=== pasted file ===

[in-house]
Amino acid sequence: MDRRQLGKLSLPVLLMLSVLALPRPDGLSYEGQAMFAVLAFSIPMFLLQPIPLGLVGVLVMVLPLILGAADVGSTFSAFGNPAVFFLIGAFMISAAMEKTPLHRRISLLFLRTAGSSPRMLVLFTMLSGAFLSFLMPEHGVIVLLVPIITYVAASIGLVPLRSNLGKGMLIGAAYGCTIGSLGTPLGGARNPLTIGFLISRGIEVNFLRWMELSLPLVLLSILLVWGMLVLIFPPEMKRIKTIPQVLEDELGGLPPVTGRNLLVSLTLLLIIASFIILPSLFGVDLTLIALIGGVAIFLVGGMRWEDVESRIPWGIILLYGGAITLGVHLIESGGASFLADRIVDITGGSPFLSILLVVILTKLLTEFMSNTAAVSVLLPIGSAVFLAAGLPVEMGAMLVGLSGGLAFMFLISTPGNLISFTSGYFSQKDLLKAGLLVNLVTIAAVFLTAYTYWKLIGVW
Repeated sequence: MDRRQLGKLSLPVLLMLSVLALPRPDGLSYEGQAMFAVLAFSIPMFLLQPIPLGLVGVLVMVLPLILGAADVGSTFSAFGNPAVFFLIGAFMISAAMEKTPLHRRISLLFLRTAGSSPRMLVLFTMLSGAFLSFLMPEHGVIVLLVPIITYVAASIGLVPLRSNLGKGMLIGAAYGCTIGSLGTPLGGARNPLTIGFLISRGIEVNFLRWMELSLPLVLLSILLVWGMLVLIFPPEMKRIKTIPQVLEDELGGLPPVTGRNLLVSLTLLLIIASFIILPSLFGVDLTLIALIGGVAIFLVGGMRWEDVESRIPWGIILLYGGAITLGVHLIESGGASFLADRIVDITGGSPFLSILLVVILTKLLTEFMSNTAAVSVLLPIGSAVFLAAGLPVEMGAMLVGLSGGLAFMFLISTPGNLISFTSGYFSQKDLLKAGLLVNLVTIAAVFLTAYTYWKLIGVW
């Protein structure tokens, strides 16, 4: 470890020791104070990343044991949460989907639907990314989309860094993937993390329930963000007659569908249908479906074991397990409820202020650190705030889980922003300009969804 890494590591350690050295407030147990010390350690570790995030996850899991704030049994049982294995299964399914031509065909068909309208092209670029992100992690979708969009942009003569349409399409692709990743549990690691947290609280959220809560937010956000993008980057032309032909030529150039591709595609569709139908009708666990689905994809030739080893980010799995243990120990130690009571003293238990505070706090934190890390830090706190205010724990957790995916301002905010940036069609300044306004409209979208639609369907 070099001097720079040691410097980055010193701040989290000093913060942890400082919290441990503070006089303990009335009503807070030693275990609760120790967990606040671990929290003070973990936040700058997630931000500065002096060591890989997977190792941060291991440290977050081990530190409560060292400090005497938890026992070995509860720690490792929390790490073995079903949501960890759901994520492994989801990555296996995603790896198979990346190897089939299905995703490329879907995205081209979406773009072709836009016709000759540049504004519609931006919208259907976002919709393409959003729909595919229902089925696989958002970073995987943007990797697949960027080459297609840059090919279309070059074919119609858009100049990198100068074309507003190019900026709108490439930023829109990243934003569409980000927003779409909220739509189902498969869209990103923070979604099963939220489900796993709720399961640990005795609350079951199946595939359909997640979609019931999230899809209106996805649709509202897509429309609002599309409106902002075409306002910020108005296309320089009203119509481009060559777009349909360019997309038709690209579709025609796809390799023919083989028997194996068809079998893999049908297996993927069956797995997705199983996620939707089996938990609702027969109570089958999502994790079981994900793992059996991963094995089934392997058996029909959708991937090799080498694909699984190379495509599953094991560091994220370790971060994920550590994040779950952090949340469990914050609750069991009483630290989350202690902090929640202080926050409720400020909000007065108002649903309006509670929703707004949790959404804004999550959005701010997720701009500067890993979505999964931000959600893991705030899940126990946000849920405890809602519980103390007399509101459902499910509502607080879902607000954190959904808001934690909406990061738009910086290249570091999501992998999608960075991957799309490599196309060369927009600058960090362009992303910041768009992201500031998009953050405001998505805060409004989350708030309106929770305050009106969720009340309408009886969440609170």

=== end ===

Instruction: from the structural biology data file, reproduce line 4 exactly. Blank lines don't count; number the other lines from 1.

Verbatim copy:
């Protein structure tokens, strides 16, 4: 470890020791104070990343044991949460989907639907990314989309860094993937993390329930963000007659569908249908479906074991397990409820202020650190705030889980922003300009969804 890494590591350690050295407030147990010390350690570790995030996850899991704030049994049982294995299964399914031509065909068909309208092209670029992100992690979708969009942009003569349409399409692709990743549990690691947290609280959220809560937010956000993008980057032309032909030529150039591709595609569709139908009708666990689905994809030739080893980010799995243990120990130690009571003293238990505070706090934190890390830090706190205010724990957790995916301002905010940036069609300044306004409209979208639609369907 070099001097720079040691410097980055010193701040989290000093913060942890400082919290441990503070006089303990009335009503807070030693275990609760120790967990606040671990929290003070973990936040700058997630931000500065002096060591890989997977190792941060291991440290977050081990530190409560060292400090005497938890026992070995509860720690490792929390790490073995079903949501960890759901994520492994989801990555296996995603790896198979990346190897089939299905995703490329879907995205081209979406773009072709836009016709000759540049504004519609931006919208259907976002919709393409959003729909595919229902089925696989958002970073995987943007990797697949960027080459297609840059090919279309070059074919119609858009100049990198100068074309507003190019900026709108490439930023829109990243934003569409980000927003779409909220739509189902498969869209990103923070979604099963939220489900796993709720399961640990005795609350079951199946595939359909997640979609019931999230899809209106996805649709509202897509429309609002599309409106902002075409306002910020108005296309320089009203119509481009060559777009349909360019997309038709690209579709025609796809390799023919083989028997194996068809079998893999049908297996993927069956797995997705199983996620939707089996938990609702027969109570089958999502994790079981994900793992059996991963094995089934392997058996029909959708991937090799080498694909699984190379495509599953094991560091994220370790971060994920550590994040779950952090949340469990914050609750069991009483630290989350202690902090929640202080926050409720400020909000007065108002649903309006509670929703707004949790959404804004999550959005701010997720701009500067890993979505999964931000959600893991705030899940126990946000849920405890809602519980103390007399509101459902499910509502607080879902607000954190959904808001934690909406990061738009910086290249570091999501992998999608960075991957799309490599196309060369927009600058960090362009992303910041768009992201500031998009953050405001998505805060409004989350708030309106929770305050009106969720009340309408009886969440609170």